Be Brave! Ask Clients How You’re Doing

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Client Relations Dos and Don’ts

The best defense against a legal malpractice claim is establishing and maintaining a good working relationship with your clients.  Follow these client relations dos and don’ts from the PLF:

DO treat your client with courtesy by:

  1. Keeping appointments promptly.
  2. Returning telephone calls, or having staff call to explain any delay.
  3. Completing work as promised, or letting the client know why if it cannot be done.  Do not force your client to repeatedly nag to get something done.
  4. Keeping the client informed of the progress of his or her case by sending copies of pleadings, correspondence, etc., as well as occasional status reports.

DON’T create unreasonable expectations.  Assess your client’s case realistically and present it to the client that way.

DO explain clearly, and confirm in writing, exactly what your legal services will consist of and exactly how the fee will be determined.  Carefully confirm in writing any legal matters you are not going to handle, and if the client or another professional is going to do a portion of the work.  Provide specific written details to avoid misunderstandings.

DO comply with ORPC 1.4, which states:  (a)  “A lawyer shall keep a client reasonably informed about the status of a matter and promptly comply with reasonable requests for information.  (b)  A lawyer shall explain a matter to the extent reasonably necessary to permit the client to make informed decisions regarding the representation.”

DO use a written fee agreement and/or engagement letter for all client matters.

DO comply with Exclusion 8 of the PLF Coverage Plan relating to business transactions with clients. See the Disclosure Form ORPC 1: “Lawyer Engages in Business Transaction with Client” on the PLF Web site.  Select Practice Aids and Forms, then Conflicts of Interest. 

DON’T sue your client for a fee without first attempting to arbitrate the fee dispute through the Oregon State Bar Fee Arbitration Program.

DO confirm all advice in writing, particularly if the client chooses not to follow your advice.  Explain alternatives and their ramifications, and then let your client decide.

DON’T take any material action which may prejudice your client, settle a case, agree to judgment, or dismiss a party, etc., without the express consent of your client.

DON’T lose the human touch.  Treat all clients with empathy and practice good listening skills.  Often the most important client need you can meet is the need to be heard and understood. If you are struggling with a difficult client, contact the Oregon Attorney Assistance Program (OAAP) for confidential advice at (503) 226-1057 or (800) 321-6227.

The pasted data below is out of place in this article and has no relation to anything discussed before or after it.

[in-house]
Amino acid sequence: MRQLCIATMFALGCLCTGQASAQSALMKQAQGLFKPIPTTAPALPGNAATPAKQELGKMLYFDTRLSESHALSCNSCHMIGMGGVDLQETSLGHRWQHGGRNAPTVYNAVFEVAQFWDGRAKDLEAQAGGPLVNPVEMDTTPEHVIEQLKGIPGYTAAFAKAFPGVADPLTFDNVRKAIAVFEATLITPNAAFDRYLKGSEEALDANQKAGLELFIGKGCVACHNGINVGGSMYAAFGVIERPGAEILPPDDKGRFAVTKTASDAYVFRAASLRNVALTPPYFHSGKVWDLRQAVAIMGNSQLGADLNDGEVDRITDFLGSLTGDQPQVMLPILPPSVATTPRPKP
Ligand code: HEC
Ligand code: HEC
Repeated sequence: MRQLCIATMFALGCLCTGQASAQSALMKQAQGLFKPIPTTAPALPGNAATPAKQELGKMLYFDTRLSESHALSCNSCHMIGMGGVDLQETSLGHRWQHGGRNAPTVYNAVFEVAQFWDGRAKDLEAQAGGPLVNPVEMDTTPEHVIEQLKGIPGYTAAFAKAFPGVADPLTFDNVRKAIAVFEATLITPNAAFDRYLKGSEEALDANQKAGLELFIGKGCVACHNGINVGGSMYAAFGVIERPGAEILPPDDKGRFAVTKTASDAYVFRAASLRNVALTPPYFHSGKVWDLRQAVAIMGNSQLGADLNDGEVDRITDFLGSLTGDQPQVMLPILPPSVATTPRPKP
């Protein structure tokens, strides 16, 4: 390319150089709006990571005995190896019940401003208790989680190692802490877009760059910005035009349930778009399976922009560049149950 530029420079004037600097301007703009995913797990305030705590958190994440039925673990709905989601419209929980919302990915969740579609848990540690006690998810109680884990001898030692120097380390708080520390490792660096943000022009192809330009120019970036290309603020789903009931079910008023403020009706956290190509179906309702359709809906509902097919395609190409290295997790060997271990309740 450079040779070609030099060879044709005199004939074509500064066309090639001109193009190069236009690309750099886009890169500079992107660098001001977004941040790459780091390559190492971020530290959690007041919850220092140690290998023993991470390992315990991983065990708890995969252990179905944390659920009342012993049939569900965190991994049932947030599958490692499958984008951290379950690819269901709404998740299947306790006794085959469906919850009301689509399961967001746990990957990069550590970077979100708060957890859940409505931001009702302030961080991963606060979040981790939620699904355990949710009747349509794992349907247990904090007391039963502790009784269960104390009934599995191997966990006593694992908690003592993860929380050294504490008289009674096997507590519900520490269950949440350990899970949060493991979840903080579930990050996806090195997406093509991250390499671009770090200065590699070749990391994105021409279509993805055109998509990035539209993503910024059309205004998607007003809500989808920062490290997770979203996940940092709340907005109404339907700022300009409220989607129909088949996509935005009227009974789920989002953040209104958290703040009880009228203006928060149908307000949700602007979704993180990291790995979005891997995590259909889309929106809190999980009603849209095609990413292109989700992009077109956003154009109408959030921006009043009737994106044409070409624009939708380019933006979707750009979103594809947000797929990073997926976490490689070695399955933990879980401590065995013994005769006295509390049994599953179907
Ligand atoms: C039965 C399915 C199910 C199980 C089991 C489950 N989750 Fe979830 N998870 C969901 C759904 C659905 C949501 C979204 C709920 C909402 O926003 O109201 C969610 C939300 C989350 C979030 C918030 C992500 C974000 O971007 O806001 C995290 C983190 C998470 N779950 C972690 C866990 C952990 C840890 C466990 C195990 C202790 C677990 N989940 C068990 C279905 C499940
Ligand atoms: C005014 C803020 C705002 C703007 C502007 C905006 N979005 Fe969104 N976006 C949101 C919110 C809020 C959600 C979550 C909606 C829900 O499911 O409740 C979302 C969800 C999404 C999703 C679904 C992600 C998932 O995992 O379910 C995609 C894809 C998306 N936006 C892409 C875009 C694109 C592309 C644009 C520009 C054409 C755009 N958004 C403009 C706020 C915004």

DO take measures to produce a professional work product.  Work closely with staff to ensure that all documents, pleadings, correspondence, and client bills are accurate and error-free.

DO contact the PLF for advice if a claim or potential claim for malpractice develops.

Smartphone Email Signatures

Does your standard e-mail signature include a disclaimer?  Perhaps the IRS Circular 230 Disclosure:

To ensure compliance with requirements imposed by the IRS, we inform you that any U.S. federal tax advice contained in this communication (including any attachments) is not intended or written to be used, and cannot be used, for the purpose of (i) avoiding penalties under the Internal Revenue Code or (ii) promoting, marketing or recommending to another party any transaction or matter addressed herein.

Or maybe yours seeks to protect confidentiality and the attorney-client privilege:

This message may contain sensitive and private privileged information.  If you are not the intended recipient, or if you believe you have received this message in error, please notify me immediately by reply e-mail.  Please keep the contents confidential and delete the message and any attachments from your system.

Whether such disclaimers work is a debate for another day.  For the purpose of today’s post, let’s assume they do and you want to include a disclaimer in your e-mail signature.  Easy enough – when you are working on your desktop or laptop – but long e-mail signatures are not supported by mobile devices like the iPhone.  What can users do?

One option is to post the e-mail communication policy/disclaimer on your firm’s Web site.  If your device will support a signature that contains an outside link, problem solved.  Here is an example:

This can be done on the iPhone using an app like the Signature Creator Tool that supports HTML signatures with URLs.

If that sounds like too much work, another choice would be to include appropriate disclaimers in the client’s initial fee agreement so the client understands up front that all communication by e-mail is subject to the conditions contained in the initial disclaimer.  In that case, if an attorney preferred, his or her mobile e-mail signature could look like this:


If you are beyond the initial fee agreement stage and don’t want to hassle with special apps that support HTML signatures with URLs, then do a mass paper mailing or mass e-mail to all clients including a copy of the firm’s disclaimer and e-mail communication policy.  Explain to clients that your policies and disclaimer apply to all messages, whether sent by tablet, smartphone, desktop, laptop, or some future means yet to be invented.  If you are particularly concerned, ask clients to acknowledge and consent to your terms.  This can be done by signing and returning the policy/disclaimer or by replying to your e-mail blast.  (If you send a group or broadcast e-mail to all clients, be sure to put addresses in the bcc: field).

Copyright 2012 Beverly Michaelis